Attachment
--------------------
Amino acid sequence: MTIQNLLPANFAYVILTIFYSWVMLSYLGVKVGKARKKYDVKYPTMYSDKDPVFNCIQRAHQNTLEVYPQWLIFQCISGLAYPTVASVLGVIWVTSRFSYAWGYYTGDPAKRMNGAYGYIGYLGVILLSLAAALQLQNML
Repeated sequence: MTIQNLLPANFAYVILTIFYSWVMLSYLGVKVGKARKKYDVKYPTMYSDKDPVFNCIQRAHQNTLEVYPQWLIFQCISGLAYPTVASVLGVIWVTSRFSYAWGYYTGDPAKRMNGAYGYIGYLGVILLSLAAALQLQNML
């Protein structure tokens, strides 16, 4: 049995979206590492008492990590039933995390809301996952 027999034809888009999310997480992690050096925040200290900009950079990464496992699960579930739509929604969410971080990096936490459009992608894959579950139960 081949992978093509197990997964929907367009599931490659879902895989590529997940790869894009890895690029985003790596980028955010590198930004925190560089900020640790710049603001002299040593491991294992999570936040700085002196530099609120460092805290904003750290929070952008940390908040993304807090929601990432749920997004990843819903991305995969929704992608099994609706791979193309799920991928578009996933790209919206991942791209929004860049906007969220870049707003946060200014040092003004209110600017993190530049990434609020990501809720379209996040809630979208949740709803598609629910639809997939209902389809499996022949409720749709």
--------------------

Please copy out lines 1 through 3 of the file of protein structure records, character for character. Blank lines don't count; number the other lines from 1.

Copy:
Amino acid sequence: MTIQNLLPANFAYVILTIFYSWVMLSYLGVKVGKARKKYDVKYPTMYSDKDPVFNCIQRAHQNTLEVYPQWLIFQCISGLAYPTVASVLGVIWVTSRFSYAWGYYTGDPAKRMNGAYGYIGYLGVILLSLAAALQLQNML
Repeated sequence: MTIQNLLPANFAYVILTIFYSWVMLSYLGVKVGKARKKYDVKYPTMYSDKDPVFNCIQRAHQNTLEVYPQWLIFQCISGLAYPTVASVLGVIWVTSRFSYAWGYYTGDPAKRMNGAYGYIGYLGVILLSLAAALQLQNML
């Protein structure tokens, strides 16, 4: 049995979206590492008492990590039933995390809301996952 027999034809888009999310997480992690050096925040200290900009950079990464496992699960579930739509929604969410971080990096936490459009992608894959579950139960 081949992978093509197990997964929907367009599931490659879902895989590529997940790869894009890895690029985003790596980028955010590198930004925190560089900020640790710049603001002299040593491991294992999570936040700085002196530099609120460092805290904003750290929070952008940390908040993304807090929601990432749920997004990843819903991305995969929704992608099994609706791979193309799920991928578009996933790209919206991942791209929004860049906007969220870049707003946060200014040092003004209110600017993190530049990434609020990501809720379209996040809630979208949740709803598609629910639809997939209902389809499996022949409720749709």